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    Archive for the 'Life Sciences' Category

    Elegy for a password

    By Kira McPherson, on 31 March 2014

    We were gathered there on 25 March to commemorate “the end of an era in research” – the death of the password.

    Professor M. Angela Sasse ably led the service (disguised as a Lunch Hour Lecture), the tone of which was sombre if not exactly mournful. Everybody seemed to agree that it was the password’s time to go.

    For me, her lecture was an interesting lesson on the intersections between technology and human fallibility, and in particular, how the development of the former can outpace the latter.

    This is particularly true of computer authentication systems, which most of us use in the form of passwords; the jumble of letters, numbers and symbols of a designated length needed before you can check emails.


    Back to the future: climate change lessons from the Pliocene era

    By Yohann K Koshy, on 17 February 2014

    Of the many clichés passed from generation to generation, “You must understand your past in order to understand your future” is both the most intuitively correct and consistently ignored.

    Too often the historian’s excavation of the past is considered to be of merely academic interest rather than a stark warning about the social, political and economic conditions that can re-enable historic calamities.

    Dr Chris Brierly (UCL Geography), who delivered the Lunch Hour Lecture on 13 February, is pursuing historical research to help us comprehend our past and possibly safeguard our future from devastation.

    V0023203 An ideal landscape of the Pliocene period with elephants, hiInstead of looking back 100 years at Franz Ferdinand’s assassination, Brierly looks back 5 million years, when the world was curiously similar yet significantly different to the one we inhabit today.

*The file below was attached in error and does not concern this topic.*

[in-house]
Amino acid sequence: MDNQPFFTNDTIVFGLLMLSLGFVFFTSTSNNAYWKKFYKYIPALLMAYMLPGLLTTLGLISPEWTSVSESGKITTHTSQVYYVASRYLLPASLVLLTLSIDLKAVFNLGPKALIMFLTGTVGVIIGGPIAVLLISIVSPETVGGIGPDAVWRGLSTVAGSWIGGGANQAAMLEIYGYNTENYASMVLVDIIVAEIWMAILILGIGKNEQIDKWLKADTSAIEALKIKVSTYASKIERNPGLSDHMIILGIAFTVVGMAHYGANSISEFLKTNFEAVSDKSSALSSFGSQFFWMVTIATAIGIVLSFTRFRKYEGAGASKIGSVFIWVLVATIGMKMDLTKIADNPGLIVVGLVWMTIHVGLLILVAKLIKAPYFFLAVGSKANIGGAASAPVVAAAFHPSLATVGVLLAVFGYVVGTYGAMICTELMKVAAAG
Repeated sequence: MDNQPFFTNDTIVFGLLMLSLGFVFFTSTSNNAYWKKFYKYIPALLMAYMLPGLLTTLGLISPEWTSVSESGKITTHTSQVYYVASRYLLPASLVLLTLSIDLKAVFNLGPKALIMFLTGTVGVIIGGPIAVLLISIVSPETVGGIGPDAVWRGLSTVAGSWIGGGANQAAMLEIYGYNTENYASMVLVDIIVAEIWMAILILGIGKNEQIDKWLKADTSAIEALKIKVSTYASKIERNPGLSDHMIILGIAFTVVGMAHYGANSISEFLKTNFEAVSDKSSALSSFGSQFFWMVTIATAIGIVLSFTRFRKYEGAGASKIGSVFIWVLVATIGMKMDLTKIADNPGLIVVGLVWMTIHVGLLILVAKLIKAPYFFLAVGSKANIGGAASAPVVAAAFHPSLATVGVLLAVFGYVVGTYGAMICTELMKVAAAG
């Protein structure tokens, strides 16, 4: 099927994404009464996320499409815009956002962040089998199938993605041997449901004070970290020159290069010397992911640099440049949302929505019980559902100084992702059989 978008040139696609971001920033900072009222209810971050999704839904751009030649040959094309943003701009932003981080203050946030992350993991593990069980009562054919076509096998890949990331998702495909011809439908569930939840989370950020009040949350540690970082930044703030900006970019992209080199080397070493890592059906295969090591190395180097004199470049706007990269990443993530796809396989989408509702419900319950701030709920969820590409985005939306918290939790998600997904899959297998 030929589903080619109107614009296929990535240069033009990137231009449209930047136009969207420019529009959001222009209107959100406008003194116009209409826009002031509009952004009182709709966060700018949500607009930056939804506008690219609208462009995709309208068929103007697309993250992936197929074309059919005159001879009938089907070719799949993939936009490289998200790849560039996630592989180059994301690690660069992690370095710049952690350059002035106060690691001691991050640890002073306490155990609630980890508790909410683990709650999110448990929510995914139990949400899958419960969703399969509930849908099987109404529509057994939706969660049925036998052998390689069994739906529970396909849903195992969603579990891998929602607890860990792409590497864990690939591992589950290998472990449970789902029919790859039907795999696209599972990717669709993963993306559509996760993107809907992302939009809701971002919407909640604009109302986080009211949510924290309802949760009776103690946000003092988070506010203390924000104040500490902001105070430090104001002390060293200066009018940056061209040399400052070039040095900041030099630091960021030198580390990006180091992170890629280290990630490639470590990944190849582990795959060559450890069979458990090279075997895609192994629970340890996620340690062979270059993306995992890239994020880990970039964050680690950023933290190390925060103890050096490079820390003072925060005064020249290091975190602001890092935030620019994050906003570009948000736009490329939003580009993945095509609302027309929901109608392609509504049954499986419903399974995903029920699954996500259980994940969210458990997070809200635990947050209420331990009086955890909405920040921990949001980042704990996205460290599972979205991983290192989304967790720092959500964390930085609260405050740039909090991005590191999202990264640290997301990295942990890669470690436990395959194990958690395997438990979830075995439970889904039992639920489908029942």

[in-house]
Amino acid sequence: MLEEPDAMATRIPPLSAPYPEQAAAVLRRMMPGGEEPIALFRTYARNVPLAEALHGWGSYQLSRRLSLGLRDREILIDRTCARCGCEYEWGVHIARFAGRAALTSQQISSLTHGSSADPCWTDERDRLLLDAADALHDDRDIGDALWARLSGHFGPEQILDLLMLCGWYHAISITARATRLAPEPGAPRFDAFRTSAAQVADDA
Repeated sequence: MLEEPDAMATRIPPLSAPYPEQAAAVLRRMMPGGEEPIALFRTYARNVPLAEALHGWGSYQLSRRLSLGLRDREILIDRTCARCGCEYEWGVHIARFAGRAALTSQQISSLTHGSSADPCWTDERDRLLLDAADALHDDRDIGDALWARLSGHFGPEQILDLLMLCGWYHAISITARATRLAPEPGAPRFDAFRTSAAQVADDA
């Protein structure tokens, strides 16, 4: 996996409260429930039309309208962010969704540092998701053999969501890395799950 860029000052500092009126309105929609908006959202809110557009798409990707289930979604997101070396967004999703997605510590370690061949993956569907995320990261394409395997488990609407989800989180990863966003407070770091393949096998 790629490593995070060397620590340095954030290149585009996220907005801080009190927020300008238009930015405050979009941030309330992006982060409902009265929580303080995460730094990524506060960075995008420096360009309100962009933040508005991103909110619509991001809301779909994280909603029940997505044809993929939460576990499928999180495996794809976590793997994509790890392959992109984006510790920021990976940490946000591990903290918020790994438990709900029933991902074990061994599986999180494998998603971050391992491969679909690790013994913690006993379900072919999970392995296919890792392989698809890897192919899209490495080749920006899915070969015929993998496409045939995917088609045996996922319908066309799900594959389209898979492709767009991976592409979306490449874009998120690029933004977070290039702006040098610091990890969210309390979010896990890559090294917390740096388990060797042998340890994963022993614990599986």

Brierly explained how his research concentrates on mapping the tropical climate of the Pliocene epoch, which began around 5 million years ago and ended 2.6 million years ago.

    Just like the present, the Pliocene world was both warm and cool: grassland expanded and ice-caps accumulated. It did, however, have a structurally different tropical sea climate.


    UCL community turns out for the Provost’s Public Engagement Awards

    By Clare S Ryan, on 30 January 2014

    Public Engagement at UCL is a ‘big deal’. Throughout the year, students and staff at all levels reach out into their communities, expertly guided by UCL’s eight-person strong Public Engagement Unit.

    Guests at the event

    Guests at the event

    So it was no surprise to find a real cross section of the UCL community at the fifth Provost’s Public Engagement Awards. In the jam-packed venue, I spotted deans, PhD students, heads of professional services, undergraduates, lecturers and personal assistants.

    There were even some real life members of the public who had come with their children to the event – giving it a real sense of celebration.

    Presenting the awards, after the jazz band and lively audience had eventually piped down, ‘new’ Provost Professor Michael Arthur expressed his enthusiasm for the achievements in this area.

    “It’s fantastic to come to UCL and see such a commitment to public engagement. It’s tremendous,” he said. “My experience in Stratford and the excellent work that we’re already doing there has highlighted the real importance of two-way public engagement.”

    So, without further ado, here are the winners:


    Cigarettes: the most successful product ever?

    By James Heather, on 20 May 2013

    On 14 March, sandwiched between the UK national No Smoking Day and the international World No Tobacco Day, a lunch hour lecture explored what might be the most successful product ever: cigarettes.

    Cigarette courtesy of  Fried Dough on Flickr

    Cigarette courtesy of
    Fried Dough on Flickr

    Deputy director of Cancer Research UK and UCL Cancer Trials Centre Professor Allan Hackshaw reminded us all just why cigarettes are so terrible.

    There were a billion smokers in 2010. That’s a big number, and it’s going up, despite all that’s known about the health risks that smoking brings.

    That might seem strange, until you look at how much each side of the table spends. In 2011, the US spent $457 million to reduce tobacco-related harm.

    However, the tobacco industry spent more than $8 billion promoting, marketing and advertising their products, which makes it a little easier to understand why a product that kills half its consumers is still finding new ones.